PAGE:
reflections

Jun 25, 2015 | 23:32 GMT

4 mins read

How Turkmenistan Can Alter the Russia-West Standoff

(Stratfor)
It can be difficult to separate the important from unimportant on any given day. Reflections mean to do exactly that — by thinking about what happened today, we can consider what might happen tomorrow.

On Thursday, Russian Energy Minister Alexander Novak expressed interest in potentially increasing Russia's natural gas imports from Turkmenistan. The same day, the Kazakh parliament ratified an agreement on the delineation of the Caspian Sea boundaries between Kazakhstan and Turkmenistan. While seemingly mundane and unrelated, these two events are interconnected and reflect Turkmenistan's potential to fundamentally alter an important element of the standoff between Russia and the West.

Turkmenistan's importance stems from two factors: its energy resources and its location. The country produces 77 billion cubic meters of natural gas per year and exports 44 bcm annually. Its natural gas reserves, an estimated 17.5 trillion cubic meters, are among the world's largest, making it a major global natural gas producer and exporter capable of becoming an even more important energy player down the road.

But it is Turkmenistan's location that has elevated the country in the standoff between Russia and the West. Situated astride the Caspian Sea and between major energy consumers to the east and the west, Turkmenistan has become a key component of the "Southern Corridor" energy route that the European Union has been giving increasing consideration to as a means of reducing Europe's dependence on Russian energy. This route, which would facilitate the transport of energy supplies from the Caspian region through the Caucasus and Turkey and onward to Europe, is explicitly meant to avoid Russia, both as a supplier and transit route for energy.

Until now, Azerbaijan has been the only meaningful contributor to the Southern Corridor, primarily through the Baku-Tbilisi-Ceyhan and South Caucasus pipelines, which have been transporting oil and natural gas respectively for the past decade. But the volumes that Azerbaijan exports to Europe are relatively small, and even the slated expansion of production and exports from the Shah Deniz II natural gas field, which is set to come online in 2018, is expected to add only around 10 bcm of natural gas supplies to Europe. But if another legitimate natural gas producer — like Turkmenistan — were to add to the natural gas supplies from Azerbaijan, the possibility of real diversification from Russia would go up considerably.

This consideration spawned an intense European diplomatic offensive over the past few months in an effort to persuade Turkmenistan to contribute to the Southern Corridor. The European Union is particularly interested in the Trans-Caspian Pipeline, which would be a relatively short conduit connecting Turkmenistan and Azerbaijan along the Caspian Sea.

However, two major issues stand in Europe's way. One is the legal status of the Caspian Sea, with maritime boundaries in dispute among the littoral states of Russia, Iran, Azerbaijan, Kazakhstan and Turkmenistan. It has been a thorny issue for decades, and numerous summits and meetings have led to little concrete movement toward a legal resolution. But recent developments, including today's bilateral ratification between Kazakhstan and Turkmenistan over their border and statements by Kazakh Foreign Minister Erlan Idrissov that a "breakthrough" could be reached on the legal convention at the next Caspian summit in Astana in 2016, show that this issue may not be an obstacle for long.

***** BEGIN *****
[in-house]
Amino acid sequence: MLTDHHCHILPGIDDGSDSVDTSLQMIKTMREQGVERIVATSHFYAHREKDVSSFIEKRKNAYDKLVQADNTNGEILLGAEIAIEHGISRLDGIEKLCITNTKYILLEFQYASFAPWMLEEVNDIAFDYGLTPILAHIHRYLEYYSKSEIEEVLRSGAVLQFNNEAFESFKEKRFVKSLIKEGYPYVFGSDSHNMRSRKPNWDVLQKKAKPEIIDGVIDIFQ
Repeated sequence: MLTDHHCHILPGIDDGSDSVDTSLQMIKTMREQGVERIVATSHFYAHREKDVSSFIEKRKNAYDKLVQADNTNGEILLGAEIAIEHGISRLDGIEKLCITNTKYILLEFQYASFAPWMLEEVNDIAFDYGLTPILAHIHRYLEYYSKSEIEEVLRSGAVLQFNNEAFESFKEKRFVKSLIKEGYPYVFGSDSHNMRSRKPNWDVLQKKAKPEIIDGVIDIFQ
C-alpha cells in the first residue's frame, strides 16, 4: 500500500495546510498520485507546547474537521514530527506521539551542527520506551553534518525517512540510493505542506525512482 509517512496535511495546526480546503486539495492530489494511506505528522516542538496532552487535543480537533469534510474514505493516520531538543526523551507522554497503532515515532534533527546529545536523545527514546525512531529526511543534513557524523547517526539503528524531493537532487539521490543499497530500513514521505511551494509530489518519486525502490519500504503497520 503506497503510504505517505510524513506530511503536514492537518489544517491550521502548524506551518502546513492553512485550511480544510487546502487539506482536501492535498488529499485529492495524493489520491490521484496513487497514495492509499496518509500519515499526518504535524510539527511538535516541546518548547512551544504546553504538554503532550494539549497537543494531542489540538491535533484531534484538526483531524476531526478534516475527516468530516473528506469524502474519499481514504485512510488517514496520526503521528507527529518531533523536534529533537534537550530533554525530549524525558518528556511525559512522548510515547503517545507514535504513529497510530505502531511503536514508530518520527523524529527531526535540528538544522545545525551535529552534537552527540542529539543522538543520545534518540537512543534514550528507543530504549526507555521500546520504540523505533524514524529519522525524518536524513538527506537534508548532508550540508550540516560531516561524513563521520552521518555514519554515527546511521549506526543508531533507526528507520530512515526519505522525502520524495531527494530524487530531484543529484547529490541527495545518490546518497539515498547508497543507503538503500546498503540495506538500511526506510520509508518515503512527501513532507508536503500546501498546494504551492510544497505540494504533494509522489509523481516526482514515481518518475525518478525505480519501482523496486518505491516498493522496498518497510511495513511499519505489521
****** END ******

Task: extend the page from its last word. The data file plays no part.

The other, more difficult, issue is Russia itself. As it does in the rest of Central Asia, Moscow has political, social, economic and security influence over Ashgabat. Combined with Turkmenistan's self-imposed isolationism, centralized political system and wariness of Western involvement, Russia's leverage has made Ashgabat cautious when it comes to working with Europe, especially on strategic projects that threaten Russian interests and could provoke Moscow's ire.

But Turkmenistan is not willing to do Russia's bidding unconditionally. Ties between Ashgabat and Moscow have been strained since 2009, when a pipeline blast ruptured a major energy connection between the two countries. Previously, Turkmenistan had been sending more than 90 percent of its natural gas to Russia. But after that incident, Ashgabat sped up work on alternative pipeline projects, redirecting much of its exported natural gas to China. Though Turkmenistan is still reluctant to openly and officially commit to any Southern Corridor projects with Europe, Ashgabat has been more willing to discuss the matter and show that it is at least interested. Russia's pronouncement that it is open to increasing imports from Turkmenistan again is likely an acknowledgment that Ashgabat has other options — as well as that Turkmenistan's strategic importance has increased in light of Russia's weakened position and the West's more assertive actions in challenging Moscow in its near abroad.

Turkmenistan's decision to either remain aloof from Europe's attempts to diversify from Russian energy or to commit officially to participating in the Southern Corridor could have significant consequences. Ashgabat is likely to hold its cards close to its chest as long as it can, but watching for any indications of which direction Turkmenistan is leaning will be tremendously important to gauging the fate of the broader conflict between Russia and the West.

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